Fr. Mitchell argued that this was a defining moment in the 20th century for Catholic education. He said that the confusion and disunity about doctrine so prevalent in departments of theology at Catholic colleges are part of the wake of the Fr. Curran affair, which paved the way for the “Land O’Lakes Statement.” After those events, dissent and unfaithful teachings became a staple of Catholic colleges — and still are.
Fr. Mitchell concluded his talk on that note, but his presentation explained the context of the 1970s rise of avowedly orthodox colleges. These institutions take a page from the perspective of the late Monsignor Eugene Kevane, who was a lonely voice of opposition to Fr. Curran during the 1967 protest and who was later quietly demoted by the triumphant dissenting faculty members.
Msgr. Kevane believed that a Catholic university was authentically at the service of society by being truly Catholic, by bringing the intellectual treasury of the faith to bare for the good of the nation. He went on to found the Notre Dame Catechetical Institute in Alexandria, Va., to train catechists in Church doctrine, a school which later became the theology graduate program of Christendom College.
Christendom and others colleges like it — such as Franciscan University of Steubenville, Ave Maria University and Thomas Aquinas College — were founded in the 1970s and later, established in a culture of confusion and dissent to answer a need for authentic Catholic teaching. Their example helped spark a renewal of Catholic identity at other Catholic colleges, including CUA.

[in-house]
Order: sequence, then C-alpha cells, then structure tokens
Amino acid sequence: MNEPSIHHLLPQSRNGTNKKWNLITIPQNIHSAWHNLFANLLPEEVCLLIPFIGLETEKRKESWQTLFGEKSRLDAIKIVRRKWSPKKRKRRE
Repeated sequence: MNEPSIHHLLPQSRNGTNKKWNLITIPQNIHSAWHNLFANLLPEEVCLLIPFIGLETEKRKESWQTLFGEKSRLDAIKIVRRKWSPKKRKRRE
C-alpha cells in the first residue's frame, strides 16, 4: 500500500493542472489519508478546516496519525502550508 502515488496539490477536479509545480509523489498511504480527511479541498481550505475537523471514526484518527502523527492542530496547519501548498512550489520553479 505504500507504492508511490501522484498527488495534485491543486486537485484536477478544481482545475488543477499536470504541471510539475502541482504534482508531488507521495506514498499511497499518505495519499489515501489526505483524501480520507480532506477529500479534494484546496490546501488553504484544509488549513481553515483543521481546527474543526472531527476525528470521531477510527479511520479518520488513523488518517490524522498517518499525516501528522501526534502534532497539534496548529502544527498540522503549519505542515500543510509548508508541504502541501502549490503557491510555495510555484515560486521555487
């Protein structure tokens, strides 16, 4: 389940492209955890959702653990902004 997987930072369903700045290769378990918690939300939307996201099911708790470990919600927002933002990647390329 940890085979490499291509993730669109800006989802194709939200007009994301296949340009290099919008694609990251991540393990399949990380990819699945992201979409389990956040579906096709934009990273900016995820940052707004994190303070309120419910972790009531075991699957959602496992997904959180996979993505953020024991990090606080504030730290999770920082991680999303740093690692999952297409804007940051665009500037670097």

Within a legitimately pluralistic society, the faithfulness of a Catholic college strengthens rather than diminishes its ability to make a unique contribution to the intellectual community and the nation at large. Fr. Mitchell argued that a “Catholic” university is no less for being Catholic; rather it is a university in the fullest sense, “dedicated to teaching the truth, seeking to understand rightly the meaning of academic freedom and tolerance for diverse opinions.”
The specific, magisterial methodology for the theological and philosophical disciplines indeed sets Catholic universities apart; it is also what gives them their distinctive character. Authentic theology models a way of investigating truth in a clear manner, albeit different from narrow interpretations of a rationalist scientific method that tend to predominate at secular universities.
The Catholic faith teaches that truth has but one source, that all truth comes from and points back to God. So there is nothing to be lost from different approaches, provided they are honest and reasonable.
The freedom to be truly Catholic is just as American as freedom of religion itself, the first clause of the First Amendment. Being a Catholic university, then, means holding to the fullness of the faith, including loyalty to the Magisterium (which in no way prevents lay people from recognizing real faults in the actions of priests and bishops themselves). There is nothing threatening, unfree or un-American about letting a Catholic university be Catholic. It exists as an expression of the freedom to seek truth in differing ways, essentially an embodiment of pluralism at its best.